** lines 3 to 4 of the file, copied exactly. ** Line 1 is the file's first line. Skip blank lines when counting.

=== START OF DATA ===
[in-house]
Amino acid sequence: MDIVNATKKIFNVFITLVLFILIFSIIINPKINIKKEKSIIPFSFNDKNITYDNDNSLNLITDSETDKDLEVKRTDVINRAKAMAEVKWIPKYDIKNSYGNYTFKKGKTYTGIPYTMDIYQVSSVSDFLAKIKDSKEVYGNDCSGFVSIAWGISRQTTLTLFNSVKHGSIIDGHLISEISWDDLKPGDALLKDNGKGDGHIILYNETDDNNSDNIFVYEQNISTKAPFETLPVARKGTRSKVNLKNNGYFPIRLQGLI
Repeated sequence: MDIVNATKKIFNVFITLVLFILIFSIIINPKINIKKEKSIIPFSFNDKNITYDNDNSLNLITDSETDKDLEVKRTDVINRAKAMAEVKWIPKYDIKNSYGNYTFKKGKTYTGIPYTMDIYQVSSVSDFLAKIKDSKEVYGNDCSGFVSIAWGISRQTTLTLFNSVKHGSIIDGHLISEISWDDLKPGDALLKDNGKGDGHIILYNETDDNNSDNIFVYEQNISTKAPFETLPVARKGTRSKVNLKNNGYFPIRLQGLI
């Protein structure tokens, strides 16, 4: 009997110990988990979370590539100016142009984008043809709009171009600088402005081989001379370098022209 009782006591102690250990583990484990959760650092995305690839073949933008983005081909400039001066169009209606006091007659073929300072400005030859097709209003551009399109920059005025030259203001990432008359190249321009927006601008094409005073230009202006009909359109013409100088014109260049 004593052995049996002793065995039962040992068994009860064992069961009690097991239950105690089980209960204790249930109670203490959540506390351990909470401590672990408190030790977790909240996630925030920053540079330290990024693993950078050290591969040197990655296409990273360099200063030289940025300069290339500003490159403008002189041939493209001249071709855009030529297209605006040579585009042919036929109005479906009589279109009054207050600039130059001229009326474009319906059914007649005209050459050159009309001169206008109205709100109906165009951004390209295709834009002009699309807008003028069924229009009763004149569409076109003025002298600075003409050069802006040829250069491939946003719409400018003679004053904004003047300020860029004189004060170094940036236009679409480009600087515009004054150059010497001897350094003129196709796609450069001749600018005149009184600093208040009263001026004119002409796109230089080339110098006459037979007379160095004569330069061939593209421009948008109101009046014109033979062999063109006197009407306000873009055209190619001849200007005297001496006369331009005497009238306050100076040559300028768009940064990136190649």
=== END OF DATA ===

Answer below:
Repeated sequence: MDIVNATKKIFNVFITLVLFILIFSIIINPKINIKKEKSIIPFSFNDKNITYDNDNSLNLITDSETDKDLEVKRTDVINRAKAMAEVKWIPKYDIKNSYGNYTFKKGKTYTGIPYTMDIYQVSSVSDFLAKIKDSKEVYGNDCSGFVSIAWGISRQTTLTLFNSVKHGSIIDGHLISEISWDDLKPGDALLKDNGKGDGHIILYNETDDNNSDNIFVYEQNISTKAPFETLPVARKGTRSKVNLKNNGYFPIRLQGLI
């Protein structure tokens, strides 16, 4: 009997110990988990979370590539100016142009984008043809709009171009600088402005081989001379370098022209 009782006591102690250990583990484990959760650092995305690839073949933008983005081909400039001066169009209606006091007659073929300072400005030859097709209003551009399109920059005025030259203001990432008359190249321009927006601008094409005073230009202006009909359109013409100088014109260049 004593052995049996002793065995039962040992068994009860064992069961009690097991239950105690089980209960204790249930109670203490959540506390351990909470401590672990408190030790977790909240996630925030920053540079330290990024693993950078050290591969040197990655296409990273360099200063030289940025300069290339500003490159403008002189041939493209001249071709855009030529297209605006040579585009042919036929109005479906009589279109009054207050600039130059001229009326474009319906059914007649005209050459050159009309001169206008109205709100109906165009951004390209295709834009002009699309807008003028069924229009009763004149569409076109003025002298600075003409050069802006040829250069491939946003719409400018003679004053904004003047300020860029004189004060170094940036236009679409480009600087515009004054150059010497001897350094003129196709796609450069001749600018005149009184600093208040009263001026004119002409796109230089080339110098006459037979007379160095004569330069061939593209421009948008109101009046014109033979062999063109006197009407306000873009055209190619001849200007005297001496006369331009005497009238306050100076040559300028768009940064990136190649």